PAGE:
Moving onto the performance, Apple’s latest A15 Bionic processor blows the competition out of the water. This 5nm chip houses two performance CPU cores and four power-efficient CPU cores. Compared to the 5-core GOU on the Pro models, the iPhone 13 settle for a quad-core GPU. Similarly, the iPhone 13 features 4GB RAM as opposed to 6GB on the Pro models. Don’t stress over it though, as the iPhone 13’s performance is phenomenal. Even when playing resource-intensive games such as Genshin Impact and Call of Duty: Mobile, this handset shows no sign of a stutter or slowdown. The only thing gamers may miss is the 120Hz refresh rate support.
The onboard stereo speakers are loud and also simulate a sense of depth to a certain extent. However, the handset lacks the 3.5mm headphone jack. So, you better invest in some decent TWS earbuds. The iPhone 13 comes in 128GB, 256GB, and 512GB storage variants. With even the base model packing in 128GB storage, most users won’t miss the microSD card slot.
Apple iPhone 13 Camera Quality
The iPhone 13 comes with a dual-camera setup comprising 12MP standard and 12 MP wide cameras. It lacks the telephoto camera found on the iPhone 13 Pro or 13 Pro Max. Thankfully, the Cupertino company has been generous enough to offer the sensor-shift stabilization feature on a vanilla model.
The camera interface is easy to work with. It takes care of most settings on it own. However, if you want more control, you can play around with the advanced settings. The iPhone 13’s camera lets you choose from a few colour profiles such as Warm, Cool, Vibrant, Rich Contrast, and Standard.
Coming to the subject of image quality, the 12MP main camera pulls off an impressive performance in daylight. It delivers crisp images with rich colours. The wide-angle camera too delivers impressive results. It can capture dramatic angles with plenty of detail. If I have to nitpick, the lens distortion correction can be a bit better.
In low light, the iPhone 13’s camera automatically triggers the Night Mode. In this mode, the phone requires you to hold the phone steady for a second or two for better exposure. If you get it right, the standard camera delivers excellent results. You get plenty of detail, excellent dynamic range, and natural colours. The wide-angle camera delivers images with a good dynamic range and rich colours. However, these photos contain a noticeable amount of noise. As pointed out in our hands-on article, the iPhone 13 suffers from lens flare artifacts. It is more noticeable on the standard lens.
The iPhone 13 captures 4K videos at up to 60 fps. The Sensor-Shift Stabilisation feature is so good that it can give handheld gimbals a run for their money. Do keep in mind though that the Sensor-Shift Stabilisation only works with the standard lens.
The camera can record Full HD slo-mo videos at up to 240 fps. What separates the iPhone from other phones is its Cinematic Mode that mimics the rack focusing effect from movies. For those not in the know, this technique involves keeping the subject in focus while blurring the background or foreground. The feature works beautifully, but it is limited to shooting at 1080p.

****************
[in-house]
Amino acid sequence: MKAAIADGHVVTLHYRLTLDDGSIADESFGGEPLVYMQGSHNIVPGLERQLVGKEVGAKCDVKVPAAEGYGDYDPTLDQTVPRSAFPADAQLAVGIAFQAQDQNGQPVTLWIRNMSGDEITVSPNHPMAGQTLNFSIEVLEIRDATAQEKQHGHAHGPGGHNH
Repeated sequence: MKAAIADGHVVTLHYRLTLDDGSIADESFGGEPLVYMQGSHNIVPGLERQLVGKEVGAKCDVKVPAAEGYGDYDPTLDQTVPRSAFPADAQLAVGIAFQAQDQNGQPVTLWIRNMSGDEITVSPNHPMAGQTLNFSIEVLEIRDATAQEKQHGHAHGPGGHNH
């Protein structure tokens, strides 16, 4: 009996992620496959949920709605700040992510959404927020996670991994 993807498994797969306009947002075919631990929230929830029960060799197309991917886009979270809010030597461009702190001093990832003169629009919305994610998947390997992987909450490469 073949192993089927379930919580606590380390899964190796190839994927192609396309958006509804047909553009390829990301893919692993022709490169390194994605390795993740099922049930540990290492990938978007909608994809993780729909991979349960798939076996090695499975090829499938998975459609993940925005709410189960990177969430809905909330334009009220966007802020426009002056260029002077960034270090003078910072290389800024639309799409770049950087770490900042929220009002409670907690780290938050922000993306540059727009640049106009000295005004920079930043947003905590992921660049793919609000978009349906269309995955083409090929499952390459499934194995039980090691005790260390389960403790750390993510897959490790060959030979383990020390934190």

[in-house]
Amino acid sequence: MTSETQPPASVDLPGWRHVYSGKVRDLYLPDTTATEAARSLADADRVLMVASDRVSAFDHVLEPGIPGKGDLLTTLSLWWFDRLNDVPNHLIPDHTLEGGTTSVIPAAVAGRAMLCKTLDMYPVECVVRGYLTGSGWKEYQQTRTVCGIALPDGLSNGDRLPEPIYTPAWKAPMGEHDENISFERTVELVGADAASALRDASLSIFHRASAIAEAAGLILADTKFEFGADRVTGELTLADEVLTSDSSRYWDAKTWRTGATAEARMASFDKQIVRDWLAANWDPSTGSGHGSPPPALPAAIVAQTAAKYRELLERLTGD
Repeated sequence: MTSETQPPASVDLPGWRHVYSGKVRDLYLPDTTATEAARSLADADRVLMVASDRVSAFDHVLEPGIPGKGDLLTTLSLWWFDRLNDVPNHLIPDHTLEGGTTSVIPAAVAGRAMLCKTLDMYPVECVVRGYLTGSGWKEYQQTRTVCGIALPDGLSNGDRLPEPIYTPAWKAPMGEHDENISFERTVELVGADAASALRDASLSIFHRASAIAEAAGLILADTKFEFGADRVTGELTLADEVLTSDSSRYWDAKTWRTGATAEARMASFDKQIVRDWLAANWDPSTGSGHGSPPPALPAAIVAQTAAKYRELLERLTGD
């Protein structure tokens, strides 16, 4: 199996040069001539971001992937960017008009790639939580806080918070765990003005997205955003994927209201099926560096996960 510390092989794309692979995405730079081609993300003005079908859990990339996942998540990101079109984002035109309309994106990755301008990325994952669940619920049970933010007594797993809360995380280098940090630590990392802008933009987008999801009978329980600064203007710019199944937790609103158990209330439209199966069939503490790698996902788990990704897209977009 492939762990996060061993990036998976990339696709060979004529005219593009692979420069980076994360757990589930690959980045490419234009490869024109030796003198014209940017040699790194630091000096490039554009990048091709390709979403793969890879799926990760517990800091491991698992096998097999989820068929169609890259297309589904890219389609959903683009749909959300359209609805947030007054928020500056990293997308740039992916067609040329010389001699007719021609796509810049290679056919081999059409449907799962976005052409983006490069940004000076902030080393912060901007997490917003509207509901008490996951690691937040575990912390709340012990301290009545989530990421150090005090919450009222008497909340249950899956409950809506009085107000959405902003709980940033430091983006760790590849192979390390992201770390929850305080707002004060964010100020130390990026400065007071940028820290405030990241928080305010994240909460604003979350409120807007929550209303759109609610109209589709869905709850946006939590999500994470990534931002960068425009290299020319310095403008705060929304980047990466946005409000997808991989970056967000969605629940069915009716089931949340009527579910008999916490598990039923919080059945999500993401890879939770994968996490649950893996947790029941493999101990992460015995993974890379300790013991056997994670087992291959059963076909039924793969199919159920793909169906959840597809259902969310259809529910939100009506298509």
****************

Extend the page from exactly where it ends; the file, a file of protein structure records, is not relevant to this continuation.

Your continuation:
For selfies, the iPhone 13 is equipped with a 12MP shooter. In portrait mode, it offers 7MP cropped shots. While it may look underwhelming on paper, the results are nothing short of impressive. The iPhone 13 selfies deliver plenty of detail and accurate colours. Thanks to its 3D depth sensor, the selfie camera does a great job of separating foreground and background.
Apple iPhone 13 Battery Life
A USB-C to Lightning port cable is the only accessory the iPhone 13 ships with. According to Apple, it has decided to remove the wall charger from the phone’s packaging to “reach its environmental goals”. But if you are willing to toss ₹1,900, the Cupertino company will ship a 20W charger in a separate box.
Apple hasn’t revealed the iPhone 13’s battery capacity and charging speeds, However, based on numerous teardowns, it is safe to assume the iPhone 13 holds a 3,240mAh battery.
For me, the iPhone 13 consistently lasted for over a day on a single charge with an average ‘screen on time’ of 6 hours and 28 minutes. Using Apple’s 20W charger, the phone’s battery can be topped up from zero to 50 in about half an hour. To fully charge the battery from zero, it takes an hour and 45 minutes. That’s painfully slow compared to mid-range Android handsets that can be fully charged in half an hour.
Should You Buy The iPhone 13?
In the current line-up, the iPhone 13 Pro and Pro Max are undoubtedly the best Apple has to offer. That said, both these handsets are priced steeply at ₹1,19,900 and ₹1,29,900 for the base model. In comparison, with a starting price of ₹79,900, the iPhone 13 vanilla model isn’t too far off from the performance offered by its Pro and Pro Max siblings. It packs in a powerful A15 Bionic chip, dual camera setup with sensor-shift stabilisation, and dependable battery life. So, if you can let go of the 120Hz display and telephoto lens, the iPhone 13 is a great option that offers more value compared to the Pro models.
Having said that you can’t ignore the fact that the iPhone 13 is not a significant upgrade over its predecessor. Apple hasn’t even bothered to refresh the design for three generations. As a result, the iPhone 13 looks almost like the iPhone 12 and iPhone 11 with minute changes. If you already own any of these iPhones, you should skip the iPhone 13 and pull the trigger on the next version instead.
Apple iPhone 13
The iPhone 13 is not a significant upgrade over its predecessor. Apple hasn't even bothered to refresh the design for three generations. As a result, the iPhone 13 looks almost like the iPhone 12 and iPhone 11 with minute changes. If you already own any of these iPhones, you should skip the iPhone 13 and pull the trigger on the next version instead.
- Premium build
- Water and dust resistance
- Brilliant OLED screen
- Excellent user experience
- Impressive low-light camera performance
- Phenomenal video recording abilities
- Long battery life
- Unsightly display notch
- Slow charging
- Doesn't ship with a charger
- Lacks 3.5mm headphone jack
- Stale design
Discussion about this post